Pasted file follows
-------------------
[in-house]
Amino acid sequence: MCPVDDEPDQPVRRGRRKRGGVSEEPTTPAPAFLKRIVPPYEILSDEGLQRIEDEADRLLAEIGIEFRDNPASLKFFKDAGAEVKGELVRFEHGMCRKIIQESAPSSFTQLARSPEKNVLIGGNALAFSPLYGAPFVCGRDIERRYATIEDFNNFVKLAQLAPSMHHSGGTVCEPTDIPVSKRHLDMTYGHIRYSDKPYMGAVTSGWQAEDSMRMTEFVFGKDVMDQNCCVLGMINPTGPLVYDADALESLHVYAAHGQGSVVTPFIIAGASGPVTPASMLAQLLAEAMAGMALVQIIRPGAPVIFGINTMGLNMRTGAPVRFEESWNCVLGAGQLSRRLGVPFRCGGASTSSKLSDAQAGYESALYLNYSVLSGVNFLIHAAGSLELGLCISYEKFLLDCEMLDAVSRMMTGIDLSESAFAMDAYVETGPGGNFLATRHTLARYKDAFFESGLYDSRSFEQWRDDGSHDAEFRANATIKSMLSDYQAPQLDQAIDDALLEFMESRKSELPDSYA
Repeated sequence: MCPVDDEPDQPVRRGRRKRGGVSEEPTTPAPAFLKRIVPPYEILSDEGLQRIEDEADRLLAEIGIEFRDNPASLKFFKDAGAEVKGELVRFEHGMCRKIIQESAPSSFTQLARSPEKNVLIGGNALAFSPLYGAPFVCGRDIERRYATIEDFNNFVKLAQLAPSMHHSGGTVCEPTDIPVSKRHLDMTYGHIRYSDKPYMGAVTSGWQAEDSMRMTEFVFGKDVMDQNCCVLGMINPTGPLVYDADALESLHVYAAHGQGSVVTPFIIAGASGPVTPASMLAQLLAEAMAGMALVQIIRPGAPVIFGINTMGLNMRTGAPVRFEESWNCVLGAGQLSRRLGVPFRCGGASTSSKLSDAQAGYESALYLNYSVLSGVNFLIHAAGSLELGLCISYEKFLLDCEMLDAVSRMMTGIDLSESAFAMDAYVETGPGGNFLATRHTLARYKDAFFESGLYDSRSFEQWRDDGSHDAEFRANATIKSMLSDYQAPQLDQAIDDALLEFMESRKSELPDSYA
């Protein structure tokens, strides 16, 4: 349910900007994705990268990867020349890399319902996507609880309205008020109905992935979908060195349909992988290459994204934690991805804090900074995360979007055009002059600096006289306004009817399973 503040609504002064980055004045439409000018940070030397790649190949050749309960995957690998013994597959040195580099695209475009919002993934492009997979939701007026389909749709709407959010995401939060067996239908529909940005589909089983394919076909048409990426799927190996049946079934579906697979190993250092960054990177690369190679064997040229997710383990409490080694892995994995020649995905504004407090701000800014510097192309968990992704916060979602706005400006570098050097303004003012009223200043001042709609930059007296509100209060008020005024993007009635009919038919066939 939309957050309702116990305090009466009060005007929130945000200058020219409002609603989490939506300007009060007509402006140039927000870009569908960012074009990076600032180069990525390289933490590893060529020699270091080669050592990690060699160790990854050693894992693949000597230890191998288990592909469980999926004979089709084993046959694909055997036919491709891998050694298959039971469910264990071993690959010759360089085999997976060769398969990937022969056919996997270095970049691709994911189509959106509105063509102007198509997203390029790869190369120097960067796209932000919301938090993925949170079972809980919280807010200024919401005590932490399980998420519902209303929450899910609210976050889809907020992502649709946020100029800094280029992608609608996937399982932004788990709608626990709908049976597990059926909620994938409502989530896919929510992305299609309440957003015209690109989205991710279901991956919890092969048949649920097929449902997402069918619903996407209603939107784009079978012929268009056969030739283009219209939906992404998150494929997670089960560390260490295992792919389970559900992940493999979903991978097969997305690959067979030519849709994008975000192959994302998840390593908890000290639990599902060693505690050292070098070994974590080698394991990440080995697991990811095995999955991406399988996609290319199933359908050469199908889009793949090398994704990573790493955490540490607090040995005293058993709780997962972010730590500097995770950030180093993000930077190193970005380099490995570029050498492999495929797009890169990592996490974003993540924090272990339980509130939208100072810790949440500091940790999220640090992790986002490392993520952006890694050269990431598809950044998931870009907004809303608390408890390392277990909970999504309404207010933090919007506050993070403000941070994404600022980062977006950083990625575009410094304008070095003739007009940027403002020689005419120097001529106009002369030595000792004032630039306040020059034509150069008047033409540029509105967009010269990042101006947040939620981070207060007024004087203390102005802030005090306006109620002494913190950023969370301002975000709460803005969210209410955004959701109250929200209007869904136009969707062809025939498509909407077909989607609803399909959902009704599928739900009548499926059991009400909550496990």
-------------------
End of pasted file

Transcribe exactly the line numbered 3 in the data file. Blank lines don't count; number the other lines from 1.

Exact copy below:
Repeated sequence: MCPVDDEPDQPVRRGRRKRGGVSEEPTTPAPAFLKRIVPPYEILSDEGLQRIEDEADRLLAEIGIEFRDNPASLKFFKDAGAEVKGELVRFEHGMCRKIIQESAPSSFTQLARSPEKNVLIGGNALAFSPLYGAPFVCGRDIERRYATIEDFNNFVKLAQLAPSMHHSGGTVCEPTDIPVSKRHLDMTYGHIRYSDKPYMGAVTSGWQAEDSMRMTEFVFGKDVMDQNCCVLGMINPTGPLVYDADALESLHVYAAHGQGSVVTPFIIAGASGPVTPASMLAQLLAEAMAGMALVQIIRPGAPVIFGINTMGLNMRTGAPVRFEESWNCVLGAGQLSRRLGVPFRCGGASTSSKLSDAQAGYESALYLNYSVLSGVNFLIHAAGSLELGLCISYEKFLLDCEMLDAVSRMMTGIDLSESAFAMDAYVETGPGGNFLATRHTLARYKDAFFESGLYDSRSFEQWRDDGSHDAEFRANATIKSMLSDYQAPQLDQAIDDALLEFMESRKSELPDSYA